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HISTORY OF CHILDREN’S DAY Children’ s Day grew out of the Geneva Declaration adopted on September 26, 1924 by the League of Nations Purpose: to bring.

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Presentation on theme: "HISTORY OF CHILDREN’S DAY Children’ s Day grew out of the Geneva Declaration adopted on September 26, 1924 by the League of Nations Purpose: to bring."— Presentation transcript:

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2 HISTORY OF CHILDREN’S DAY Children’ s Day grew out of the Geneva Declaration adopted on September 26, 1924 by the League of Nations Purpose: to bring attention to the needs of the children of the world The Geneva Declaration urged that one day out of the year be dedicated to the right of a child to ٭ Physical Development ٭ Mental Development ٭ Educational development ٭ Play Source: Inter-American Children’s Institute

3 August representatives from different countries gather in Geneva, Switzerland. Passed “Geneva Declaration Protecting Children" The proclamation made a strong appeal for : – Relief for children in poverty – Prevention of child labor – Reassessing the way that children are educated – Other issues related to the welfare of children around the world. Source: Government Information Office-Republic of China-Taiwan HISTORICAL CONTEXT 1 ST World Conference for Well-being of Children

4 Geneva Declaration The Declaration of the Rights of the Child is attributed to Eglantine Jeff, founder of the International Union for the Well-being of the Child and the British Trust. La señorita Eglantine Jeff, fundadora de la Unión Internacional para el Bienestar del Niño y de la Caja Británica de Ayuda al Niño, se debe la Declaracion de los derechos del nino conocida también como la "Declaración de Ginebra."

5 Historical Context for El día de los niños in Mexico Mexico is one of one hundred countries who originally established Children’s Day. Obregón hires José Vasconcelos as minister of education. Vasconcelos establishes rural schools and works to persuade the Mexican people of the importance of education to raise the literacy rate. Vasconcelos invites Gabriela Mistral to come to Mexico to reform the educational system and to establish rural schools AND free public libraries. Mistral stays in Mexico two years- Between Mexican President Álvaro Obregón establishes April 30 th as El día de los niños in 1924 as a way to celebrate the child in Mexico.

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7 Early History of Children’s Day Celebrations in the United States The City of San Francisco is among the first of U.S. cities to declare Children’s Day. The event was held on May 5, 1925 and is attributed to the Chinese Consul General Wang Yunxiang who gathered 60 former Chinese orphans and their families to celebrate one of China’s most popular holiday.

8 Pre-Children’s Day Expression: Children’s Book Week Established in 1920 by Children’s Book Council Purpose: To celebrate the written word Introduce young people to new authors and ideas in schools, libraries, homes and bookstores. To encourage young people and their caregivers to discover the complexity of the world beyond their own experience through books.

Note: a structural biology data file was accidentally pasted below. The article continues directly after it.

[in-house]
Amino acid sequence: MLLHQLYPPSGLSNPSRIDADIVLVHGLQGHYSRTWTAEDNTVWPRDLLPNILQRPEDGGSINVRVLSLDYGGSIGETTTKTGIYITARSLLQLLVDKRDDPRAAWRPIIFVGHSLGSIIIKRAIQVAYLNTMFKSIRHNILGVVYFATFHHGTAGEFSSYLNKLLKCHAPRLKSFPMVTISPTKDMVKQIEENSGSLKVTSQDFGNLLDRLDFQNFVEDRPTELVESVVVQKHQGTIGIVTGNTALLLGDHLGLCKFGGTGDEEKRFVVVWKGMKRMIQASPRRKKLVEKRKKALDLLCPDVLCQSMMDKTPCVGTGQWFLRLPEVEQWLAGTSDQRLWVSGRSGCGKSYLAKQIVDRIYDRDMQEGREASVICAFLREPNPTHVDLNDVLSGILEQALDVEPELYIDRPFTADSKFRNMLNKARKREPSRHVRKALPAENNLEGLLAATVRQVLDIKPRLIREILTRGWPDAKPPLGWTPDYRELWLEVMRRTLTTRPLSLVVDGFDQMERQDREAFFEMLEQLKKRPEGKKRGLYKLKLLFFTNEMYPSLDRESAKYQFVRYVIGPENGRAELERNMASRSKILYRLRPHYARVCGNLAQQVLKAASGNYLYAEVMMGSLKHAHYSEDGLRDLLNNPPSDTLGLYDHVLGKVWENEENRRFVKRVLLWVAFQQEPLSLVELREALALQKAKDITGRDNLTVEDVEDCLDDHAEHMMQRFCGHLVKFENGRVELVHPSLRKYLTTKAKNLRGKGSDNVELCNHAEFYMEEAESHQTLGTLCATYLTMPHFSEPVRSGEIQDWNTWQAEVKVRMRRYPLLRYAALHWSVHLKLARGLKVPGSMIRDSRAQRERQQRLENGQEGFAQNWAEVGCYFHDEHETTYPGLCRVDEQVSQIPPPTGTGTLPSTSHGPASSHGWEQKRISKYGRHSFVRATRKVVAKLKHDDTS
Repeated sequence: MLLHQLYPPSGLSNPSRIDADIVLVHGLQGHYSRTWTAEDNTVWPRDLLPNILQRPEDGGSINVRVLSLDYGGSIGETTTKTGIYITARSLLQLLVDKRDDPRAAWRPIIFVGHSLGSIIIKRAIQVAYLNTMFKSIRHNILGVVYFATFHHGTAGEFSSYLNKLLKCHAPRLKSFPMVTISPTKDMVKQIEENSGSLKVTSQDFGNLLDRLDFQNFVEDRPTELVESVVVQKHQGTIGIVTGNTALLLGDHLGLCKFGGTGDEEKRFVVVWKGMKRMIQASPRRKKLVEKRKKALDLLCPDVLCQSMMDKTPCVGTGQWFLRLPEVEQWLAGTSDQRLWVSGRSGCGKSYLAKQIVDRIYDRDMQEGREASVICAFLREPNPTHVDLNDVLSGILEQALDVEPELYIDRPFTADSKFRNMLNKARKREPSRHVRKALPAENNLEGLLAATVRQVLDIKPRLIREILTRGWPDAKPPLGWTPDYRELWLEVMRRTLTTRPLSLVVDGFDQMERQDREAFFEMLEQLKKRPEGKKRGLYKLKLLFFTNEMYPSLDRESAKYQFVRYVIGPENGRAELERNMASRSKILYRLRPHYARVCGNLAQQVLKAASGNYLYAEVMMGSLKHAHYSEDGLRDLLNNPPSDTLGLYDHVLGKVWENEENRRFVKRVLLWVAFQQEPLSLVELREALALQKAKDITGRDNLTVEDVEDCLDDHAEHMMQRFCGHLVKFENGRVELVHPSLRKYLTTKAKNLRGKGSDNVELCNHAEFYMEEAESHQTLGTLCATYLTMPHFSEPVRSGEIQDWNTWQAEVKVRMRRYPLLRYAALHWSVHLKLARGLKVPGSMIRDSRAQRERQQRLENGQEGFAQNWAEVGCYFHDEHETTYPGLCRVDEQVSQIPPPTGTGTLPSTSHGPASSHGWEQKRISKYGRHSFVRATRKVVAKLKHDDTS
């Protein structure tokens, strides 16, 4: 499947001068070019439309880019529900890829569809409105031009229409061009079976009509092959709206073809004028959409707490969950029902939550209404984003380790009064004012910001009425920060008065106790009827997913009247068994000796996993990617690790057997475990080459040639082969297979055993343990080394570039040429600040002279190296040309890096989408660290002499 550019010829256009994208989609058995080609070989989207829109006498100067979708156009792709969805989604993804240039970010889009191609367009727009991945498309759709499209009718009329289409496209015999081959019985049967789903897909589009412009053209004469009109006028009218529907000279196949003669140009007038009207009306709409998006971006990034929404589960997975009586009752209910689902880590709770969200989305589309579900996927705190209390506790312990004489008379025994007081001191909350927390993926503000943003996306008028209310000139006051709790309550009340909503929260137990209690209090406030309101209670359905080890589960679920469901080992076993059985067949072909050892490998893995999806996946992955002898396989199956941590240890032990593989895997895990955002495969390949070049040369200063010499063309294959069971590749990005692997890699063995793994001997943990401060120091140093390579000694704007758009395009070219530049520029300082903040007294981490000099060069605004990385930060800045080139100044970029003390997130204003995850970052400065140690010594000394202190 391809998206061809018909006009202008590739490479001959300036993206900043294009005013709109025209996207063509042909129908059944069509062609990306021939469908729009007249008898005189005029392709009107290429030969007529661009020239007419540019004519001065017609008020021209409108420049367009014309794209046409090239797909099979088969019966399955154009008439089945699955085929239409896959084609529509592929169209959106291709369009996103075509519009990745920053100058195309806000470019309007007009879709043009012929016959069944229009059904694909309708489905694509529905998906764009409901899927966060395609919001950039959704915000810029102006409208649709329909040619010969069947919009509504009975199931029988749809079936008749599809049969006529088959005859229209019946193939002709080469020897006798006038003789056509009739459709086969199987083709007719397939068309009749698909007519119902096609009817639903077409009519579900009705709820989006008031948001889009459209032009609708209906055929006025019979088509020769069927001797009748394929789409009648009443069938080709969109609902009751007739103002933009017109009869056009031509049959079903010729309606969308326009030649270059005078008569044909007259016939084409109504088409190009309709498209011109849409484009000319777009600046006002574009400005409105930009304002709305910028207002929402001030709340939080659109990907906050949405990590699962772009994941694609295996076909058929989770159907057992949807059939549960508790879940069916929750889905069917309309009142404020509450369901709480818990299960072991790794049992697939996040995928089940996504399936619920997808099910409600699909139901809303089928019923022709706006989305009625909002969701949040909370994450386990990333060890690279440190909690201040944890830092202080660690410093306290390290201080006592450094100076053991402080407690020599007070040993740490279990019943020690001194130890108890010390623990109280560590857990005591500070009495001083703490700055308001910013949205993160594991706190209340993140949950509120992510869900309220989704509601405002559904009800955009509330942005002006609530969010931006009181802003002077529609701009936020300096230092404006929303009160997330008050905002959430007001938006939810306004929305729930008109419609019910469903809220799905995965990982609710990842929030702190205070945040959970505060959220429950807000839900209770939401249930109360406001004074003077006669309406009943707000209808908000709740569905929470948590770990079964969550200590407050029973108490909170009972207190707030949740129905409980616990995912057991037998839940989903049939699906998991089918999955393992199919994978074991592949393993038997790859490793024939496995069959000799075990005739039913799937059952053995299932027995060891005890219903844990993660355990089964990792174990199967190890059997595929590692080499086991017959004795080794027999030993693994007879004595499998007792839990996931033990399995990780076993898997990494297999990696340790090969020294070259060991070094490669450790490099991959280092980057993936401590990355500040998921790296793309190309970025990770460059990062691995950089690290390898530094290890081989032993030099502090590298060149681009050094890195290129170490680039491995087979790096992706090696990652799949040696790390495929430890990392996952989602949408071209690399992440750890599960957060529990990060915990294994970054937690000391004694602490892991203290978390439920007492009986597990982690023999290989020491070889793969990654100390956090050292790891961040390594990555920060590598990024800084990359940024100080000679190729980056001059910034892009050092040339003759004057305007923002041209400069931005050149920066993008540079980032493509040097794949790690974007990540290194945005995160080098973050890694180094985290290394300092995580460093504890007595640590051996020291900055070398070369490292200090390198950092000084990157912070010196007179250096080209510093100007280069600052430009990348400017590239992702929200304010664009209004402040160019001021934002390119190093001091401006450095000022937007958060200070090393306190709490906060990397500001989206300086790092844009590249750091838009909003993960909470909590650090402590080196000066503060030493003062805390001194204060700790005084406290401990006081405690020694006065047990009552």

9 OAS and UNICEF The Organization of American States (OAS) and UNICEF draft the Declaration of Universal Principals of the Rights of the Child on April 12, 1952 to bring attention to the inequality and mal-treatment of the children of the world Urge each country to establish an annual day to celebrate children Source:

10 UNIVERSAL CHILDREN’S DAY By resolution 836 (IX) of 14 December 1954, the General Assembly recommended that all countries institute a Universal Children's Day, to be observed as a day of worldwide fraternity and understanding between children. Day of activity devoted to promoting the ideals and objectives of the Charter and the welfare of the children of the world. The Assembly suggested to governments that the Day be observed on the date and in the way which each considers appropriate. (http://www.un.org/Depts/dhl/children_day/)

11 CHILDREN’S DAY NOV.20 TH Declaration of the Rights of the Child Proclaimed by General Assembly resolution 1386(XIV) of 20 November 1959 (Source: Office of the High Commissioner for Human Rights)

12 1989 Convention on the Rights of the Child Universally agreed set of non-negotiable standards and obligations Basic standards for human rights set minimum entitlements and freedoms that should be respected by governments Founded on respect for the dignity and worth of each individual, regardless of race, colour, gender, language, religion, opinions, origins, wealth, birth status or ability Apply to every human being everywhere.

13 WORLD SUMMIT FOR CHILDREN September Sponsored by United Nations Led by 71 heads of State and Government 88 other senior officials, mostly at the ministerial level Adopted a Declaration on the Survival, Protection and Development of Children Developed a Plan of Action for implementing the Declaration in the 1990s